Yesterday, inspired by comments about walking by Ch Ali Shan, I smashed a personal best (PB). I completed a hyper leaflet drop. I knew it would be tough, so I decided to use a smart phone app called mapmywalk.
I was thinking I could picture my leaflet drop to produce something shareable with the team (we’d just broken all our leafletting records over the weekend) and that this would be fun for me on a tough day and we might end up with something we could all use. I don’t go nuts for personal performances or PBs (well, not usually!) but the mapping bit could turn out to be extremely useful. But I’d already set off, before deciding to give it a go and downloaded the app on the go. (I wouldn’t do that usually.) So I began with an inaccuracy: a bit of real walk not covered by the walk being built by the app.
Doing this properly, you’d have to decide: what is the start of the drop: where you start delivering, or your home?
As I went, I found good things to snap:
And you can’t go anywhere in Peterborough now without finding ghastly things on pavements. The stuff we can’t live with and before it has done a job is no longer worth the cost of disposal to people who value what cash they can get. I now report there and then, using: FixMyStreet, which has much more functionality than MyPeterborough which, despite being a very poor and unresponsive (i.e. the app developers don’t respond to user queries) app, is the only one listed on the council’s website. Here are some of the horrible things walkers come across every day in Peterborough:
You can pause the “walk” on the app and resume, so as keep the walk part look like an actual walk and the stop and do things or chat to people not look like part of the “walk”. If it were possible to do this correctly, the app would give you an accurate average speed for when you were really walking. It sounds easy, but every time I did something like reporting a discarded pct and then the mouldy chair without remembering to pause the app each time, there would be an impact on my “walk’s” average speed and my results would get less and less true.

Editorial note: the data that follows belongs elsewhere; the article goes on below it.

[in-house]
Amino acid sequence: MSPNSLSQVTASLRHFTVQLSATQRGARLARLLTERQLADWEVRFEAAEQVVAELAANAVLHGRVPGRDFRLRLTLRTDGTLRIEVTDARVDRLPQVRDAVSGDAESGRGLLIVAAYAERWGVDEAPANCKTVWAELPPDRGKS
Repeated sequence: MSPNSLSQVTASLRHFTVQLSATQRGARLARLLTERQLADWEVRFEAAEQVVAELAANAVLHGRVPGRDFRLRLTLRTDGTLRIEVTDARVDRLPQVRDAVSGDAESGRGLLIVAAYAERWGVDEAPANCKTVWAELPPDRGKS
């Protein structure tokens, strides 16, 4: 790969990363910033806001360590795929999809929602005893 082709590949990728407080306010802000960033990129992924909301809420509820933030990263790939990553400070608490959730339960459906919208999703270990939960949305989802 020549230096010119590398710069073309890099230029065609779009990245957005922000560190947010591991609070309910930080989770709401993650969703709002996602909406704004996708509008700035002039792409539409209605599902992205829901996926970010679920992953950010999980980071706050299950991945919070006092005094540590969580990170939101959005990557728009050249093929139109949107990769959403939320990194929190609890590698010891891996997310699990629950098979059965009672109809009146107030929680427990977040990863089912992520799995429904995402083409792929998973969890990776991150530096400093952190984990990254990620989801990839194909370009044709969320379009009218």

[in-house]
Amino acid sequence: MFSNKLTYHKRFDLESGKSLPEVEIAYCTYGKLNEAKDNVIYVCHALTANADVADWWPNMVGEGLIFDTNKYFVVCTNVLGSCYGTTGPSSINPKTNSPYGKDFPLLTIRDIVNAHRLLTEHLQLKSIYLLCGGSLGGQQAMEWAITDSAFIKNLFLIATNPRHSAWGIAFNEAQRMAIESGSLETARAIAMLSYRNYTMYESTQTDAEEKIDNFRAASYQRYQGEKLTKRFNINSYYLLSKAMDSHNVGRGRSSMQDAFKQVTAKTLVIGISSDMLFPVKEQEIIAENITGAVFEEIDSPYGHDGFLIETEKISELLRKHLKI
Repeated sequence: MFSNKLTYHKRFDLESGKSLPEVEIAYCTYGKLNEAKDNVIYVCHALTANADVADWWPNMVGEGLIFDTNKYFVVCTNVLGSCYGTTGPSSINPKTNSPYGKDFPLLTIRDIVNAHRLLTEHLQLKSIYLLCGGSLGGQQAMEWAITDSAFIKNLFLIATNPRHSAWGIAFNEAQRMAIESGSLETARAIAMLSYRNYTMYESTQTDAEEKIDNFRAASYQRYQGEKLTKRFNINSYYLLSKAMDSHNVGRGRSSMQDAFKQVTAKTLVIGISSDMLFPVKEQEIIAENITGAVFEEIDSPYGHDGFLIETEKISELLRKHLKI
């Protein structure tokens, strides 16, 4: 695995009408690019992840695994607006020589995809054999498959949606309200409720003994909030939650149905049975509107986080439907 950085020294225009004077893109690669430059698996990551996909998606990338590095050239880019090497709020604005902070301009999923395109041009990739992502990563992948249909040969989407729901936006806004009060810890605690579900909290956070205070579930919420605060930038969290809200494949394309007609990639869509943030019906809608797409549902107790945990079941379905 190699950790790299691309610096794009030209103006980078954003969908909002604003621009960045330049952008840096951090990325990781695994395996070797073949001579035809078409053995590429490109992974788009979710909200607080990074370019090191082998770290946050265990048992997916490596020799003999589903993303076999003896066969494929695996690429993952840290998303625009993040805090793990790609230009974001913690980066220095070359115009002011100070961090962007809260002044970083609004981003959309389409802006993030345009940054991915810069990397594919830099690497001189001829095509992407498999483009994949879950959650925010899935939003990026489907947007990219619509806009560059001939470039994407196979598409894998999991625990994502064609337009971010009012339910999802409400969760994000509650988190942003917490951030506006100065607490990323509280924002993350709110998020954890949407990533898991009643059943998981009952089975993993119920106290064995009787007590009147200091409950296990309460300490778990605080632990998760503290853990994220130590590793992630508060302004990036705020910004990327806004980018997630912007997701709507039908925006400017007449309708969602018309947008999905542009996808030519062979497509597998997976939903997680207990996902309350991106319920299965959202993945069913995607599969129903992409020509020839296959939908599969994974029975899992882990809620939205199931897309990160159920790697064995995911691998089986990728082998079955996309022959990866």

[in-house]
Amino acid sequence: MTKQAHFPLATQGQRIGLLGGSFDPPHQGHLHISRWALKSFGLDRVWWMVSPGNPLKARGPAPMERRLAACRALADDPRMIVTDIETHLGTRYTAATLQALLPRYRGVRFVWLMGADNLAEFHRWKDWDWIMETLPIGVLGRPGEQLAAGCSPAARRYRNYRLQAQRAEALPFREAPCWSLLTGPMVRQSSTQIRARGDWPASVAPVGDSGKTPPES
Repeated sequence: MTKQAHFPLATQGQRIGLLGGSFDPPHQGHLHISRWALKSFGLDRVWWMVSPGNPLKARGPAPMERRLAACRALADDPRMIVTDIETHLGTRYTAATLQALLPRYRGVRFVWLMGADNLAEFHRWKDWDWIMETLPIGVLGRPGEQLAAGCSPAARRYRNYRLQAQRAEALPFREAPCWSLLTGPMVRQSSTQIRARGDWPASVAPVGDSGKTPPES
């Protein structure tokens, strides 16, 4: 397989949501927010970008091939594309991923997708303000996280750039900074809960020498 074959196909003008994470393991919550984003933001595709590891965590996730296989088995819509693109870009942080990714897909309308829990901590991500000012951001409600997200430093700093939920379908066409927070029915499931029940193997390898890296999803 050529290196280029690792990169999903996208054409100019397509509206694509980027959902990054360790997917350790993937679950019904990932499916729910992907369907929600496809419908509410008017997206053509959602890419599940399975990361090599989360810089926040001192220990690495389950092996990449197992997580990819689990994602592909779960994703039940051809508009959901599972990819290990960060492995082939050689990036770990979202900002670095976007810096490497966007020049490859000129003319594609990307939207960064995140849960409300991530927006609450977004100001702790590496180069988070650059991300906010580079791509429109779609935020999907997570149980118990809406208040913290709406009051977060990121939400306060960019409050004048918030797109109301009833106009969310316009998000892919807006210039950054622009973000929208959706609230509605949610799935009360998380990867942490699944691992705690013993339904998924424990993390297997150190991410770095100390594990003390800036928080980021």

In fact, yesterday, I think as I pressed resume, just after the mouldy chair by the bus stop and the public toilets which have been closed for over a decade, I lifted my head, ready to go and a massive training lorry swung swung into a small tree in front of my eyes. There are moments when apps are not even in your consciousness.
But once or twice I also forgot to resume until I was several hundred yards from where I’d stopped. This error is funny because the app creates something which looks like a flight path on the “walk”. When I did this and turned a corner, the app would draw a flight path straight through a house. And when I stopped in The Crown for a coffee (yes, they do), the app stayed there long after I’d set off again, sat and maybe dozing in front of the fire, improving my average as I walked on and on without using any time, and waiting for another short flight.
I wonder if a pedometer rather than a route mapper would have worked better for me, or maybe one which does both? Because unless you are delivering to homes with very long driveways, the app doesn’t see the little sideways ducks and dives from the pavement to the letterboxes. That is OK if what you are mapping is an ordinary walk. But a leaflet drop is something else.
People look down on leafletting or assume (sometimes at their peril) that it is easy. In fact it isn’t easy: it is very physical and the best footwear would probably be cross trainers. It isn’t just the walking: it is the sharp turns round gates, bending down to letterboxes, some of them at ground level. Leafletting certainly gives your whole body a workout. This is why councillors ask people to help them deliver and promise them they can shrink their waistlines. This promise is actually true. It is also hard on the knees, because if you walk fast your body needs to change direction fast.Which app best describes this sort of activity?
As for today, I might write a bit and check on my seedlings or if my legs can cope, I might pop down to the Real Nappy Library, who are doing their bit to reduce landfilled nappies in Central Park today till 2pm.